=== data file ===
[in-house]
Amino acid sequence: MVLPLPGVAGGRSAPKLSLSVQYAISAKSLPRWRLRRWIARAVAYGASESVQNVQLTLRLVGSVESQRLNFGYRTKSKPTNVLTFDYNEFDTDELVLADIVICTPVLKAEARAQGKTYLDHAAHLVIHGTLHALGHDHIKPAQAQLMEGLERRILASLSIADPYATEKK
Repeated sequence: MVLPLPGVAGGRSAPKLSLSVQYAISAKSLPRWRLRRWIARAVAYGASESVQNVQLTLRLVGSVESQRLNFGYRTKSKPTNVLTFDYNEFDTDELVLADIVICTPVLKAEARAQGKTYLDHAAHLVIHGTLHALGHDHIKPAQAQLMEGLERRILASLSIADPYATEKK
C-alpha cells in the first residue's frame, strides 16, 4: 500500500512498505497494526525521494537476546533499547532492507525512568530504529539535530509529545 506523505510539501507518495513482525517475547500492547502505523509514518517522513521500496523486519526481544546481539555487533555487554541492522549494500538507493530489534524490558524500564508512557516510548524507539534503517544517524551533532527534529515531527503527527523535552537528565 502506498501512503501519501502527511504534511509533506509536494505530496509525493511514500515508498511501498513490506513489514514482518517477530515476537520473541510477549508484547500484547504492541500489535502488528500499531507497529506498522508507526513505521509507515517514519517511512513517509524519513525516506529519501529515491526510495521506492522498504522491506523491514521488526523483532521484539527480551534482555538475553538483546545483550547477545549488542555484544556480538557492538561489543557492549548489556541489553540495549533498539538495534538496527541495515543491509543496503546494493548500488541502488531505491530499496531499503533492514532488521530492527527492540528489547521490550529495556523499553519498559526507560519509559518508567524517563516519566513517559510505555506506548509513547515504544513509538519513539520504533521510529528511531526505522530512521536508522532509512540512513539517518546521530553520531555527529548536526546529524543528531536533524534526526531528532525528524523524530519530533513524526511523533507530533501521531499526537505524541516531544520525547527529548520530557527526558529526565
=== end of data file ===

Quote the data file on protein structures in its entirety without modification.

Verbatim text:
[in-house]
Amino acid sequence: MVLPLPGVAGGRSAPKLSLSVQYAISAKSLPRWRLRRWIARAVAYGASESVQNVQLTLRLVGSVESQRLNFGYRTKSKPTNVLTFDYNEFDTDELVLADIVICTPVLKAEARAQGKTYLDHAAHLVIHGTLHALGHDHIKPAQAQLMEGLERRILASLSIADPYATEKK
Repeated sequence: MVLPLPGVAGGRSAPKLSLSVQYAISAKSLPRWRLRRWIARAVAYGASESVQNVQLTLRLVGSVESQRLNFGYRTKSKPTNVLTFDYNEFDTDELVLADIVICTPVLKAEARAQGKTYLDHAAHLVIHGTLHALGHDHIKPAQAQLMEGLERRILASLSIADPYATEKK
C-alpha cells in the first residue's frame, strides 16, 4: 500500500512498505497494526525521494537476546533499547532492507525512568530504529539535530509529545 506523505510539501507518495513482525517475547500492547502505523509514518517522513521500496523486519526481544546481539555487533555487554541492522549494500538507493530489534524490558524500564508512557516510548524507539534503517544517524551533532527534529515531527503527527523535552537528565 502506498501512503501519501502527511504534511509533506509536494505530496509525493511514500515508498511501498513490506513489514514482518517477530515476537520473541510477549508484547500484547504492541500489535502488528500499531507497529506498522508507526513505521509507515517514519517511512513517509524519513525516506529519501529515491526510495521506492522498504522491506523491514521488526523483532521484539527480551534482555538475553538483546545483550547477545549488542555484544556480538557492538561489543557492549548489556541489553540495549533498539538495534538496527541495515543491509543496503546494493548500488541502488531505491530499496531499503533492514532488521530492527527492540528489547521490550529495556523499553519498559526507560519509559518508567524517563516519566513517559510505555506506548509513547515504544513509538519513539520504533521510529528511531526505522530512521536508522532509512540512513539517518546521530553520531555527529548536526546529524543528531536533524534526526531528532525528524523524530519530533513524526511523533507530533501521531499526537505524541516531544520525547527529548520530557527526558529526565